Oi Oi Oi and all that. It’s hot…again…as it is in everyday in the paradise that is Western Australia.
In celebration of January 26th which is Australia Day, I bring you some fun facts about this weird and wonderful place that is Australia.
1. Ordering beer is a nightmare
You would think getting a beer would be easy, wouldn’t you? Considering all 23 million of us drink 4.14 litres a year of the stuff and it’s practically the national drink (after a tim-tam slam, of course).
I don’t actually like beer and I never have since the age of 8 when my mother let me have my first sip of a shandy (beer mixed with lemonade, and by lemonade I mean something along the lines of 7-up) so because I’ve never been involved much in the ritual of ordering beer at a pub, I always struggle when I take customers from Japan out and have to get them drinks.
The situation is complicated by the fact that in New South Wales, where I grew up, the glass sizes are different to here in Western Australia and when I asked M about it, who, by the way is from Victoria, I got even more confused because in Victoria it is different again. Sometimes you also have to ask the particular pub what sort of glasses they have because the pub closest to my office only sells pints (570ml or 20 oz) and half-pints (285ml or 10oz) which may or may not be the norm in WA.
A schooner is probably the most popular size (425ml or 15 oz), but in South Australia, this size is called a pint. The half-pint is called a middy in Sydney & Canberra, but it becomes a pot in Melbourne & Brisbane. In Adelaide, it becomes a schooner, with their biggest size being an Imperial Pint (just to confuse everyone).
Maybe it’s just better to stay away from the glasses and buy a stubby. A stubby contains 375ml which is just a bit more than the typical US bottle size of 355ml (12oz). A long-neck is a 750ml bottle and a carton of beer is usually called a ‘slab’ (because it’s long and flat…)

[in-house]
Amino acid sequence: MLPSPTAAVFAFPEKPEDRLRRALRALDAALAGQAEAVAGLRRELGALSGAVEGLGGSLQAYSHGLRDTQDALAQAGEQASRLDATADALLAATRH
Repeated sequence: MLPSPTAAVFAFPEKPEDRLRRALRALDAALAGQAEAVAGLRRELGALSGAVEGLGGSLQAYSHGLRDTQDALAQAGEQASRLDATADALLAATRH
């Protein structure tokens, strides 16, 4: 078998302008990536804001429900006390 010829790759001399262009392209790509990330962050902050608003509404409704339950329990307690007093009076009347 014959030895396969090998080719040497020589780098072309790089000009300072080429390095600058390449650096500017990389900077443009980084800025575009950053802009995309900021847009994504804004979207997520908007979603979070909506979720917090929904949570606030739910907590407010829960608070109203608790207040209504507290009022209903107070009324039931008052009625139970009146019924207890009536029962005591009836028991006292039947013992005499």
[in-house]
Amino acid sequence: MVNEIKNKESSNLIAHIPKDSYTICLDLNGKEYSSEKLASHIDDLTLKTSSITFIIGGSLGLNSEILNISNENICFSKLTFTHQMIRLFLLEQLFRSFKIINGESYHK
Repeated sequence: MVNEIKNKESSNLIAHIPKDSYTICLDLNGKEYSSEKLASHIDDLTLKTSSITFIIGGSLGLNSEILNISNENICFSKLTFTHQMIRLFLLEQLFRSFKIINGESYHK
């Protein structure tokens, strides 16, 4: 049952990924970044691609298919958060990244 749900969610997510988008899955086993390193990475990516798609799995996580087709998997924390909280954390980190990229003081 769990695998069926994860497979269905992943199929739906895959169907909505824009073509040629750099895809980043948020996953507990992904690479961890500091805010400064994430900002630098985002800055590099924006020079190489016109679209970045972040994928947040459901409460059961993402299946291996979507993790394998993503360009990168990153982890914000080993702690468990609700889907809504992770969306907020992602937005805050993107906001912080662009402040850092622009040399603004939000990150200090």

2. Ordering a coffee is also tough
My customers also get very confused about how to order a coffee here. In Japan you have coffee, American Coffee (americano) which is weak, black coffee and a latte to choose from. In Australia we have long blacks, short blacks, espresso, extra shots, skinny flat whites, cappuccinos and the list goes on.
I think the largest difference is that in Japan things are set in stone. You order off the menu and there is very little customisation that you can do. Here we generally take our customers to a yummy bakery for lunch and it seriously takes 30 minutes for them to decide what to order because they’re not used to being able to choose the type of bread, the constitution of the ingredients on the sandwich, whether they want it toasted or not and then there is the whole coffee situation. Japan likes neat boxes, in Australia we like to fit outside the box.
3. We eat funny things
It’s usually the first thing my Japanese customers freak out about when they find it on their sandwich.
We always have some in the fridge because M loves it to death. It works well on burgers, sandwiches and in salads. Cakes works well too, in a zucchini-kind of way.
Apparently the ham and pineapple combination is one of Australia’s most loved pizzas.
Tim tam slams
Obviously the above was made for you weird people who call biscuits ‘cookies’ and scones ‘biscuits’.
Just for the record, the above is how NOT to eat vegemite.
Just a little vegemite with a healthy slathering of butter is the best way to eat it ala this:
The vegemite to butter ratio is critical and I think this is where everyone goes wrong and wonders why we like something so horrible so much.
So there we have it, happy Australia Day.